MORELL: Concerto for Guitar and Jazz Orchestra / Adam Rogers, gtr. Frost Concert Jazz Band: Russell Macklem, Michael Dudley, Aaron Mutchler, Greg Chaimson, tpt; Derek Pyle, Will Wulfeck, Eli Feingold, tb; Wesley Thompson, bs-tb; Tom Kelley, a-sax/s-sax; Brian Bibb, a-sax/fl; Chris Thompson-Taylor, Seth Crail, t-sax/cl; Clint Bleil, bar-sax/bs-cl; Jake Shapiro, pno; Josh Bermudez, gtr; Nackenzie Karbon, vib/glock; Lowell Ringel, bs; Garrett Fracol, dm; John Daversa, dir/cond / no label name or number, available at ArtistShare
This is the kind of album that I really like but the reception of which drives me batty. Even after more than 60 years of jazz concerti and symphonies, most classical lovers will NOT accept any formal music based on jazz and jazz lovers will NOT accept music with a formal structure. Both sides still consider music like this to be a sort of artistic platypus, neither fish nor fowl.
And yet, as I tried to make clear in my online book From Baroque to Bop and Beyond, the fusion of jazz with classical music is clearly the way out of the morass that most modern composers find themselves in. Far too much of today’s classical music falls into one of two categories: the soft, mushy, neo-Romantic sort of thing, which to me is music with no backbone or harmonic interest, or the “hey look at me, I’m edgy” kind of music with sharp atonal edges and harsh sonorities which to me is just written for effect and not with much substance.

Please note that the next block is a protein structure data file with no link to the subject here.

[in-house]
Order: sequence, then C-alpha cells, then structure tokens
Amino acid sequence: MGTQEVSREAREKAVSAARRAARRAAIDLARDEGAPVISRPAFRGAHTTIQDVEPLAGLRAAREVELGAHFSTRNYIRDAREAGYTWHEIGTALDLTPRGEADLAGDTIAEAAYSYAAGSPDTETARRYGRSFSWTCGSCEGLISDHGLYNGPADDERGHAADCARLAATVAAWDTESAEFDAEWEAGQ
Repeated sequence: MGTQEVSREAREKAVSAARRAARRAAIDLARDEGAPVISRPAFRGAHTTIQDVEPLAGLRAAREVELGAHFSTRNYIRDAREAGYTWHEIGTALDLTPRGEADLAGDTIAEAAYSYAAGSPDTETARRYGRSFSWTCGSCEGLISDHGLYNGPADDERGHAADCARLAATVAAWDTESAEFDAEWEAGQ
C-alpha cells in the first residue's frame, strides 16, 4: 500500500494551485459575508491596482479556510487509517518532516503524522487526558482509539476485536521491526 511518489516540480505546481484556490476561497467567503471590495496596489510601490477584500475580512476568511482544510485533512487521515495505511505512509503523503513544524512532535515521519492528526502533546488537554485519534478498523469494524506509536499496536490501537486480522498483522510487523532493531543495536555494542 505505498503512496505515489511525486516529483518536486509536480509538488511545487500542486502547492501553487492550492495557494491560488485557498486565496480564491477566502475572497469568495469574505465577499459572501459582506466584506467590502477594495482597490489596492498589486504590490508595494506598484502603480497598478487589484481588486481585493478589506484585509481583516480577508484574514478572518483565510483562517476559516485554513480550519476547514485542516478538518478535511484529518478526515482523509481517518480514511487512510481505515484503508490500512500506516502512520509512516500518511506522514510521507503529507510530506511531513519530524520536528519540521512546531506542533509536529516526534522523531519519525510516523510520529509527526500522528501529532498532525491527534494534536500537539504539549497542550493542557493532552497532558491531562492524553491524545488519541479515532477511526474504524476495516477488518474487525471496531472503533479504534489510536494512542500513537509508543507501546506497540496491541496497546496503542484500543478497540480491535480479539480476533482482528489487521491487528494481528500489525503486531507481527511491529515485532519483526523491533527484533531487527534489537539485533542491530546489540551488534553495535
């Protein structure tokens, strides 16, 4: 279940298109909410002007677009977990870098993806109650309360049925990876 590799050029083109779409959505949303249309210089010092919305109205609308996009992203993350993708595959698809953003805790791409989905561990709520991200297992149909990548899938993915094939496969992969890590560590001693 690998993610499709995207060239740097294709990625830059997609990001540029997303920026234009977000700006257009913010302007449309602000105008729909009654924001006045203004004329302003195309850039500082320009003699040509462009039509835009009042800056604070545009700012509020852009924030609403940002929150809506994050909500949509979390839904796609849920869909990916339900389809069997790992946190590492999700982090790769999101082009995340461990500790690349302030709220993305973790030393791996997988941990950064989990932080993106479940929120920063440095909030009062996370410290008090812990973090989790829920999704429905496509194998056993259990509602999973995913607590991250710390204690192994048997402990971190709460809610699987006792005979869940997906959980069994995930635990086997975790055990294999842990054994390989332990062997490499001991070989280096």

Justin Morell, a jazz guitarist with formal training, has written a simply outstanding work here. Though each of its three movements is given a descriptive title (“Lost, Found and Lost,” “Life and Times” and “Terraforming”), it is clear from the listening process that he has found a way to mix modern jazz harmony—which usually shifts rapidly via the use of pivot points in the underlying chords—with modern classical form. The result is a series of three extended pieces that do indeed make up a concerto in style, with moments that clearly sound classical (i.e., the first rallentando in the first movement, in which clarinet and soprano sax play written, classical-sounding figures behind the solo guitar) with jazz orchestration, meaning no strings or exotic winds such as English horn, bassoon, oboe etc. Doubtless this will, as usual, confuse many jazz listeners, whose knowledge of improvised music is vast but who always seem to stumble when trying to absorb or describe formal structures, and annoy classical listeners who want strings and the full complement of winds.
And of course, at those moments when the underlying beat becomes quite funky, Morell will lose his “classical” audience entirely, but one of the things I really liked about this music was that every bit of it fits together with what came before or comes after such moments.